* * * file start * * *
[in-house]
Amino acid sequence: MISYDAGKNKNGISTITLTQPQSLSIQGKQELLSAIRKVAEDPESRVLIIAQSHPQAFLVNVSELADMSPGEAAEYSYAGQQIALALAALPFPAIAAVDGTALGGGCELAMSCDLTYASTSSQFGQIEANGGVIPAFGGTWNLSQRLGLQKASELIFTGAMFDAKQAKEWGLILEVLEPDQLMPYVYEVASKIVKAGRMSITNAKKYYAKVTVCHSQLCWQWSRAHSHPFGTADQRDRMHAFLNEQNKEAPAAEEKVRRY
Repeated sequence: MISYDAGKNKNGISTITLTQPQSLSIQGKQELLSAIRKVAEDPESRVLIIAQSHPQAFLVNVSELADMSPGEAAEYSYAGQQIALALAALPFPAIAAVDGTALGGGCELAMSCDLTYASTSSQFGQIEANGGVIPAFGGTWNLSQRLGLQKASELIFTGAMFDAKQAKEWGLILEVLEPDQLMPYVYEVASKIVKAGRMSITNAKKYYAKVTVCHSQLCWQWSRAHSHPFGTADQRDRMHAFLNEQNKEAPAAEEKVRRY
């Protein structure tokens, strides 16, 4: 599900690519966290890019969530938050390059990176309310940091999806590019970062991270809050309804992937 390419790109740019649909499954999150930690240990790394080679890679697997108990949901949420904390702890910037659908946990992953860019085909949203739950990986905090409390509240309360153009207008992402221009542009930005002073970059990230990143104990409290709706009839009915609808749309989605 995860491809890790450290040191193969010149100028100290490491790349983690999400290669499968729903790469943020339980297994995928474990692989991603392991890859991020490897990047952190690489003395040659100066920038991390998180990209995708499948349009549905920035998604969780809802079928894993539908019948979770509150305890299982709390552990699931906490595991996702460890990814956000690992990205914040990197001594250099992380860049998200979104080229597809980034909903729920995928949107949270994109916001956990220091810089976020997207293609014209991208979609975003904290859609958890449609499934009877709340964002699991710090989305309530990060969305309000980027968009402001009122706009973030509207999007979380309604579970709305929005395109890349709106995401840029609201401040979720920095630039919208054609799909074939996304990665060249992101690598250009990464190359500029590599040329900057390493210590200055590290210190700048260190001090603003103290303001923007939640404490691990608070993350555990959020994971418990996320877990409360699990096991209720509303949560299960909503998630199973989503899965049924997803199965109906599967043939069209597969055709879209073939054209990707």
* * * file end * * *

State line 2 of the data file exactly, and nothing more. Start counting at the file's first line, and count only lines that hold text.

Amino acid sequence: MISYDAGKNKNGISTITLTQPQSLSIQGKQELLSAIRKVAEDPESRVLIIAQSHPQAFLVNVSELADMSPGEAAEYSYAGQQIALALAALPFPAIAAVDGTALGGGCELAMSCDLTYASTSSQFGQIEANGGVIPAFGGTWNLSQRLGLQKASELIFTGAMFDAKQAKEWGLILEVLEPDQLMPYVYEVASKIVKAGRMSITNAKKYYAKVTVCHSQLCWQWSRAHSHPFGTADQRDRMHAFLNEQNKEAPAAEEKVRRY